Día de los Muertos: A Cultural Celebration of Life

Dia de Muertos alter photos
  • Belonging

As part of our commitment to diversity, inclusion and belonging, Merion Mercy Academy celebrates cultural and ethnic holidays like Dia de los Muertos.

In addition to it many educational benefits, learning a new language at Merion Mercy Academy involves understanding the associated culture, traditions, and history. This in turn fosters global understanding and empathy, promoting open-mindedness and tolerance. It is with these goals in mind that Spanish teacher Trish Nowlan '07 has made an annual event out of Día de los Muertos, or Day of the Dead, which takes place on November 1 and 2. 

Coinciding with the Catholic celebrations of All Saints Day and All Souls Day, the iconography and origins of Día de Muertos have roots in the culture and practices of the Aztecs, an indigenous people of Mexico. These symbols include the calaveras and calacas (skulls and skeletons) that are depicted as lifelike figures to remind us of the connection between life and death and that life is fleeting.

Dia de Muertos skeleton

Nowlan explains, "The celebration is to honor and celebrate departed loved ones, so the tone tends to be more festive and playful, rather than mournful." Families build ofrendas (altars) in their homes, place pictures of loved ones on the altar, leave small gifts of the deceased's favorite foods and drinks, and visit and decorate the graves of the dead.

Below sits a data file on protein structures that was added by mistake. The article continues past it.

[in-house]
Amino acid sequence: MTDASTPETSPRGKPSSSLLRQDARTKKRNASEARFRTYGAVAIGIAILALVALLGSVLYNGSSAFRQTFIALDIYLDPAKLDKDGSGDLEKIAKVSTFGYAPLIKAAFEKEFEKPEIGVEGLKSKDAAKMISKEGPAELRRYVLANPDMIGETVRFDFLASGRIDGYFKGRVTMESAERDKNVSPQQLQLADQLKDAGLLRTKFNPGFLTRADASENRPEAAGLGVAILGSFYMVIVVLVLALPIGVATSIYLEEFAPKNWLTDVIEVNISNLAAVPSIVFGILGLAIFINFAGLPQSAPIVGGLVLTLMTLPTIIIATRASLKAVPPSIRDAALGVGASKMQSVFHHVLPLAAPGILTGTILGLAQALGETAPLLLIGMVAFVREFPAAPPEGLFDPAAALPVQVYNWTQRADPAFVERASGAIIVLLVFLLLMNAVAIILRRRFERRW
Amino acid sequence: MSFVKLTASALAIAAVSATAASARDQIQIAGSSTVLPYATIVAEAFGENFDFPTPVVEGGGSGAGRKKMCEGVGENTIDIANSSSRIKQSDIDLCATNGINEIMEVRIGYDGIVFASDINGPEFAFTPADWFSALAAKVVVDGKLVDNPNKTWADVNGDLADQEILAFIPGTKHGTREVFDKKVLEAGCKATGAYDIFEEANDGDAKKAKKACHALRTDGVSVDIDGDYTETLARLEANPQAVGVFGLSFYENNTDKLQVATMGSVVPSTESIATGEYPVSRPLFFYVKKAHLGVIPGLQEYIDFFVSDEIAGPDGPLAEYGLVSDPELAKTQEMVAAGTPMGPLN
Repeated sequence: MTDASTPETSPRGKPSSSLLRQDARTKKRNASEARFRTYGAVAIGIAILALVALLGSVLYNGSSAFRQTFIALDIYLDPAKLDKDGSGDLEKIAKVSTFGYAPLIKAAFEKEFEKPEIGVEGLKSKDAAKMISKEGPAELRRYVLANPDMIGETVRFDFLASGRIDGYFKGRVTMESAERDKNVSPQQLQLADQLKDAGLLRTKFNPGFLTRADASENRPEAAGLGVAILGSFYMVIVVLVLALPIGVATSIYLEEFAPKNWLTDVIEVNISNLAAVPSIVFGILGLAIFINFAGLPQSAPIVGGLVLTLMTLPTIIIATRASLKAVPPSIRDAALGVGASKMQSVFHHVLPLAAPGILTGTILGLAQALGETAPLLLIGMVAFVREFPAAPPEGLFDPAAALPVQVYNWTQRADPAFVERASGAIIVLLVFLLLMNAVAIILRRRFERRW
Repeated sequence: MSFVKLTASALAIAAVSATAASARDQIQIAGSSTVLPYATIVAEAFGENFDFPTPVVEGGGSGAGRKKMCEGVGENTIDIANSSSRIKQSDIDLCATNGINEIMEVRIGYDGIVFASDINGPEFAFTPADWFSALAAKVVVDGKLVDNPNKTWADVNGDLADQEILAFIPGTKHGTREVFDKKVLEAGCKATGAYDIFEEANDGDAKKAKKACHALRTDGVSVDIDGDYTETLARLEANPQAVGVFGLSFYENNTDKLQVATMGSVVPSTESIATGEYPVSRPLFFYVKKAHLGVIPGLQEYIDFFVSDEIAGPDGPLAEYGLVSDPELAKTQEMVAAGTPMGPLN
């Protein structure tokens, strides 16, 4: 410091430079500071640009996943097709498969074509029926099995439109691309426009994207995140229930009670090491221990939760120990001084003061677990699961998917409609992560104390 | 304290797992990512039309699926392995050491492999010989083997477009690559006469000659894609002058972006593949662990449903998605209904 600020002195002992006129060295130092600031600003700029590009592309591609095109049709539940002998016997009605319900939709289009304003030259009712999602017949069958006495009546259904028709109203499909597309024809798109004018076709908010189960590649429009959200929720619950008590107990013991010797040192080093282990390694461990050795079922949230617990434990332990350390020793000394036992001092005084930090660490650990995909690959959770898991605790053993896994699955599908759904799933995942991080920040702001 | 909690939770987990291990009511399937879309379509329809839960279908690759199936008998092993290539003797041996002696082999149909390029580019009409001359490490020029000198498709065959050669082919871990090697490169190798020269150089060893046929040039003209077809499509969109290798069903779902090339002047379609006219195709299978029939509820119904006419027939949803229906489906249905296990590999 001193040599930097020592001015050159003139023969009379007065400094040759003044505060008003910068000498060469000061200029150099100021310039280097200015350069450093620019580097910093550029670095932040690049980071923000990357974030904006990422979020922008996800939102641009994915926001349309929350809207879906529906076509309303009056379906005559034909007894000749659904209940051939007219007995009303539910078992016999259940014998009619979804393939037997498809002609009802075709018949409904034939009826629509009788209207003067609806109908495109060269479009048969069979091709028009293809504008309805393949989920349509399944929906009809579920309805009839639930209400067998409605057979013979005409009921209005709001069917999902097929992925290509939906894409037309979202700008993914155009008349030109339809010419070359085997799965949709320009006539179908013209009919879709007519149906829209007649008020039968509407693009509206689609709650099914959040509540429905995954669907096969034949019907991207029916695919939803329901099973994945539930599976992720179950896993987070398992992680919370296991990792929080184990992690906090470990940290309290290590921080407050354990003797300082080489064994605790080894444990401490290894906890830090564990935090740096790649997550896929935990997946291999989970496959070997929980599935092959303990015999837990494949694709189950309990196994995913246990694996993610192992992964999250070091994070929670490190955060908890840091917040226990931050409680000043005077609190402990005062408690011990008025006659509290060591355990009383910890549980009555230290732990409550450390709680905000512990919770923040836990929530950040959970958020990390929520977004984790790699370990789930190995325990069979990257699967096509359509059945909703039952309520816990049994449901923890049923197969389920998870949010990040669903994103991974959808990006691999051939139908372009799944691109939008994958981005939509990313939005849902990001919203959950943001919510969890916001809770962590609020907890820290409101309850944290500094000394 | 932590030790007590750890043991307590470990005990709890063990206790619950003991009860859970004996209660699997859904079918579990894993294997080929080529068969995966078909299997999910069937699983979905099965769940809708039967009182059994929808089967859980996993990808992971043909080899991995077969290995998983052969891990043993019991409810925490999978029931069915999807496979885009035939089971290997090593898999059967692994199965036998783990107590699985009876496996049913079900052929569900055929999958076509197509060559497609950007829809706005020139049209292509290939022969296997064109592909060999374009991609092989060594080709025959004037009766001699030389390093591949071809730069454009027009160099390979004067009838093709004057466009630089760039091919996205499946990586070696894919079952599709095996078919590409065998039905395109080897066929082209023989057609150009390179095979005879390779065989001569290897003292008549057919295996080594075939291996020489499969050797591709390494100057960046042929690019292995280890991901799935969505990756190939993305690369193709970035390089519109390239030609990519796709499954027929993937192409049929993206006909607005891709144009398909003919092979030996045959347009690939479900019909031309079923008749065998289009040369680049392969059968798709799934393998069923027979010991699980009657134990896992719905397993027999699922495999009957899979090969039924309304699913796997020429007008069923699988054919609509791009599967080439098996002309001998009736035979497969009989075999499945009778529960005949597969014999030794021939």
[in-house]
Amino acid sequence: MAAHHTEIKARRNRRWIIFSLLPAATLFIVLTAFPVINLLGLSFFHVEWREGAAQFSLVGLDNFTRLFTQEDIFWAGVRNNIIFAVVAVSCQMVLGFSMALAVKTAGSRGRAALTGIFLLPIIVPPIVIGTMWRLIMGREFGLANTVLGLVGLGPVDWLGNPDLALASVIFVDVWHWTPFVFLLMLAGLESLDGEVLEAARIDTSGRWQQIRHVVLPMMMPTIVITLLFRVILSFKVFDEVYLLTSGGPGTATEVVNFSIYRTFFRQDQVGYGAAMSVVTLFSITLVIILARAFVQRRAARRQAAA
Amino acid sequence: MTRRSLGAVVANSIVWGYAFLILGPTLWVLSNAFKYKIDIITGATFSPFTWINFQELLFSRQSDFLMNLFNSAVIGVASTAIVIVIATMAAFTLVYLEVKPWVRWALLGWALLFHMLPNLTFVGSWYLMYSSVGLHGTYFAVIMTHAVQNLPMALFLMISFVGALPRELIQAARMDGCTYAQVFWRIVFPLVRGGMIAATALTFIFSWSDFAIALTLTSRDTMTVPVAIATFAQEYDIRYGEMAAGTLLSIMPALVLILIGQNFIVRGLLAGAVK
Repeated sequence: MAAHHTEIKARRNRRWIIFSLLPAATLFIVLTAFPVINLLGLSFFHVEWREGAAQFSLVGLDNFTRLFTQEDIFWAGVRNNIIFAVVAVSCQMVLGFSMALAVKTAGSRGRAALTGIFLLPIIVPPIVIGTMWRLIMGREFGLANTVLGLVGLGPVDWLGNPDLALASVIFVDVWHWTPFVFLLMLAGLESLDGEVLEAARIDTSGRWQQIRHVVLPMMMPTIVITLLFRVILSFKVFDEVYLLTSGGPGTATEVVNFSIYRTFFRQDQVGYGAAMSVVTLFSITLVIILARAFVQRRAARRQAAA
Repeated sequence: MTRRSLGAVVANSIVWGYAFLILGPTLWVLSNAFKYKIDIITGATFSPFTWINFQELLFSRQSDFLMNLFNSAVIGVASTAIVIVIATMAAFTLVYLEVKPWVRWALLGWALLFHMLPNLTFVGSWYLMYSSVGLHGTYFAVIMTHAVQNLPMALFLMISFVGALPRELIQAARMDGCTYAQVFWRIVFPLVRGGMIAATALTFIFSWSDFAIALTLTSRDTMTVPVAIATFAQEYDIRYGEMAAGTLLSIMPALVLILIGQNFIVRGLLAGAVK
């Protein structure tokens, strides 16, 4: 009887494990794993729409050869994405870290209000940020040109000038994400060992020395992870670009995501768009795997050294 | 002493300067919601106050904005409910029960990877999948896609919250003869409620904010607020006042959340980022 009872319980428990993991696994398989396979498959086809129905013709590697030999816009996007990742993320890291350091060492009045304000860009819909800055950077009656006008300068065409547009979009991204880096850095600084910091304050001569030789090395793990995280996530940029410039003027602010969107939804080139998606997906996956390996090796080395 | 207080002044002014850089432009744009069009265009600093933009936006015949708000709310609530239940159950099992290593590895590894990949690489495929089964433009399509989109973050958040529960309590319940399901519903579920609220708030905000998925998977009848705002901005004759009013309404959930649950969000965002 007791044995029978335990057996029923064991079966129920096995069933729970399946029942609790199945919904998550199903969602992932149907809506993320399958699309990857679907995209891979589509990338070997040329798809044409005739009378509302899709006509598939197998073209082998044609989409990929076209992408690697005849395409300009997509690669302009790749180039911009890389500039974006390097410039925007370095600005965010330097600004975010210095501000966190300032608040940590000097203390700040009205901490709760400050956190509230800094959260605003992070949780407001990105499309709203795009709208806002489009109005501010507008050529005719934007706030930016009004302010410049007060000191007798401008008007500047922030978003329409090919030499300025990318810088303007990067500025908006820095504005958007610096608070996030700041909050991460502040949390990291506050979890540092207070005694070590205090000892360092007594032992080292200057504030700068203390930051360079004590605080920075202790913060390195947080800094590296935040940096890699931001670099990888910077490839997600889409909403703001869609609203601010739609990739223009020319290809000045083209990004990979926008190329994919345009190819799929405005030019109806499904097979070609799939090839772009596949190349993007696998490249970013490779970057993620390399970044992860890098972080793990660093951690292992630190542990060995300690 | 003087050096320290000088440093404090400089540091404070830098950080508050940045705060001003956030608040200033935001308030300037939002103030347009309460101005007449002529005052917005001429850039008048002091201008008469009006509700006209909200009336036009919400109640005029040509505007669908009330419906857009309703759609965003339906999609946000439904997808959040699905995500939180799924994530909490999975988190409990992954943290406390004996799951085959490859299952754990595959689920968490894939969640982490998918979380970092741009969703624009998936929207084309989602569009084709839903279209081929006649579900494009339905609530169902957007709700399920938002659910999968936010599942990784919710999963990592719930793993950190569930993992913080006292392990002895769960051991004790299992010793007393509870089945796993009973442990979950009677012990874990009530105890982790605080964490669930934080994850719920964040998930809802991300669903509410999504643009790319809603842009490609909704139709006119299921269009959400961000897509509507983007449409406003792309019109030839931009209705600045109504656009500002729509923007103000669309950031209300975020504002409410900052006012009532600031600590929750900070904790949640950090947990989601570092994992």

Dia de Muertos alter

Each year Nowlan builds an eleborate altar in the language arts hallway where she invites members of the school community to remember departed loved ones. "You are encouraged to bring in a picture of a family member or friend that you wish to honor for this beautiful celebration."

Throughout the year, each language studied at Merion Mercy—Spanish, French and Latin—is given its own weeklong celebration in which the music, food and cultural traditions of that language are shared with students, faculty and staff. Community Reset times are also used for reflections and celebration of cultural awareness, including Hispanic Heritage Month, Asian American and Pacific Islander Month, and Black History Month. Expanding our appreciation for the diversity in our school community and in our world reflects Merion Mercy's commitment to diversity, equity, inclusion and belonging.

  • Dia de los muertos
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